The Fort Hall reservation was a 1.8 million acre plot by the Upper Snake River in eastern Idaho, on the river's southeastern banks. The region had potential for irrigation and agriculture. Nevertheless, the Shoshone-Bannocks faced immediate survival challenges due to their subsistence-based lifestyle, a lifestyle the region did not support. The population was very dense for the land, numbering 1,037 in 1872, and the Shoshone-Bannocks struggled to live by subsistence. The government provided sizable appropriations to purchase the supplies necessary to feed the community. Food crises arose during the winters of 1874-1875 and 1876-1877, resulting from diminished game for hunters and a lack of food storages. Many Shoshone-Bannocks left Fort Hall to attempt survival on their own.[8] Simultaneously, the 1877 Nez Perce War drove many officials to crack down on the tribe, requiring them to remain on the Fort Hall Reservation.

The Bannock War of 1878 was the result of many contributing factors.[9] The terrible conditions caused divisions within the Shoshone-Bannock communities. The Bannocks began to view the Shoshones as intruders and committed theft and other crimes against the group. Friction between the Indians and the Euroamericans increased as well, resulting in violence when Pe-tope, a Fort Hill Indian, shot and wounded two teamsters in August 1877. Agent William Danilson, the government appointed administrator of the Fort Hall reservation at the time of the incident, pressed the tribal leaders to charge Pe-tope for the crime. In response to the crack down, a friend of Pe-tope named Nampe-yo-go killed a beef contractor for the reservation named Alexander Rhodan.[10] Agent Danilson again called for the tribe to capture the killer but met resistance with the Shoshone-Bannocks who placed that duty on the family of Nampe-yo-go, not on the entire tribe. The violence between the Indians and the Euroamericans, the conflicts between the tribes and the subsequent actions taken by the reservation administration to crack down on the Shoshone-Bannocks resulted in the exodus of a large number of the Shoshone-Bannocks from the reservation that summer. This exodus of the Shoshone-Bannocks from Fort Hall would spark the Bannock War of 1878.[11]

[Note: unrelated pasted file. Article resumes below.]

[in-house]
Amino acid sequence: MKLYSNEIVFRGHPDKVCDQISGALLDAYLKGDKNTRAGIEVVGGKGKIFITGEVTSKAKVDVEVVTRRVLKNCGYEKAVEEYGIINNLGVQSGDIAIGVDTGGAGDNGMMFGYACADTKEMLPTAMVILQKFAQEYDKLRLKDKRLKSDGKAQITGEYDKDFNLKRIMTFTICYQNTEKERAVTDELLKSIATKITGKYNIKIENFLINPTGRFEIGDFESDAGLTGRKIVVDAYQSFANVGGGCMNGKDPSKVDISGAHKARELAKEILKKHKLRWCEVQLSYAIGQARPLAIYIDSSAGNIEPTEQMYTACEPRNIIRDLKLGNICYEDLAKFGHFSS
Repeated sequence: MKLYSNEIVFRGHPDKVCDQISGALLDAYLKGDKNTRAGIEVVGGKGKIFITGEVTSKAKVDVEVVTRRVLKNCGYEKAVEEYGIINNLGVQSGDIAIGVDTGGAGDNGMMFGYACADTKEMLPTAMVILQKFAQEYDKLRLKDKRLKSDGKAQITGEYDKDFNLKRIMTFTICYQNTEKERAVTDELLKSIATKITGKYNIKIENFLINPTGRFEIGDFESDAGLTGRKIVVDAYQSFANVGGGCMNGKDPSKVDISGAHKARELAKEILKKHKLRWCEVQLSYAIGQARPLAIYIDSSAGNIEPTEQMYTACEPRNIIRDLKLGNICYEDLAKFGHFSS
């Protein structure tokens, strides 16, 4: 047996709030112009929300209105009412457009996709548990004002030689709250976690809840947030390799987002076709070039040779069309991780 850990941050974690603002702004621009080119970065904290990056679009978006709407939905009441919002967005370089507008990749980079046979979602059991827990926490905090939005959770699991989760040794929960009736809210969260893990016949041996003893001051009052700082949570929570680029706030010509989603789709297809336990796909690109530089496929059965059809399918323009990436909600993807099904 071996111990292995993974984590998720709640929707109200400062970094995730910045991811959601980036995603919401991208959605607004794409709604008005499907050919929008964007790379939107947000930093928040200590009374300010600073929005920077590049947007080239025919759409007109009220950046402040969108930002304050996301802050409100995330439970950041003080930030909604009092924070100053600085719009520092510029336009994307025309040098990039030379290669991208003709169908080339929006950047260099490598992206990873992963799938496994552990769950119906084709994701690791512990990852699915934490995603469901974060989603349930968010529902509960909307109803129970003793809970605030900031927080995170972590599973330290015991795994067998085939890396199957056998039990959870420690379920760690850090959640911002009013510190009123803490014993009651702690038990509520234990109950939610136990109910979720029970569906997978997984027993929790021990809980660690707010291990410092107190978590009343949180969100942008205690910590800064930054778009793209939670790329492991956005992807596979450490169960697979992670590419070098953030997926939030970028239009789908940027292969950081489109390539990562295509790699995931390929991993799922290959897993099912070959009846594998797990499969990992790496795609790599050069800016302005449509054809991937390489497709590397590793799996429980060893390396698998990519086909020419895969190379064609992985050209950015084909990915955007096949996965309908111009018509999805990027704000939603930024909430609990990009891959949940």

The BattlesEdit

Violence in the Camas Prairie and the Initial U.S. Military ResponseEdit

In May 1878, Chief Buffalo assembled 200 Bannock Warriors from Fort Hall at Payne’s Ferry on the Snake River and moved the army to the Big Camas Prairie to set up camp. At that time the region between the Big Camas Prairie and the Snake River was occupied by a few white Settlers, 2500 cattle, and 80 horses.[12] On May 30 the first blood was shed as a result of the movement when the Bannock group, after attempting to sell a buffalo skin robe to cattle drivers on the plane, shot two of the herders. The herders, Lou Kensler and George Nesby, survived the wounds and traveled with the third member of their party, William Silvey to the nearby Baker’s camp.[13] Not long after this incident another attack occurred on a camp near the Lava Beds, between the Big Camas Prairie and the Snake River, resulting in the death of another settler and the loss of the camp’s resources.

The news of the increased violence spread to Idaho's state capital in Boise City. Governor Brayman notified the commander of the Military Department of the Columbia Brigadier General O. O. Howard. He mentioned in the May 30th letter to the General that he dispatched Col. Bernard’s cavalry from Boise to the plains just that evening as a show of force with no intent to provoke further conflict with the Bannocks.[14] Col. Bernard’s cavalry met the Bannock camp on June 2 and drove them to retreat from their camp to the Lava Beds, considered by the military to be a better position for defense.[15] The Bannock group moved west and raided Glenn’s Ferry and King Hill station, both on the Snake River. Next, they moved along the Snake River, killing several settlers along the way.[16] Col. Bernard’s cavalry travelled by road to Rattlesnake station where they joined with more military cavalry as well as local militia volunteers from Alturas.[17] At this time Bernard claimed that there were three hundred Bannock Warriors in the Lava Beds as well as two hundred more who had raided Glenn’s Ferry and King Hill Station. The Bannocks were rushing westward to meet with their Paiute allies, traveling down the Owyhee River to the Juniper Mountains and Lava Canyon.[18]

Conflicts between Military and BannocksEdit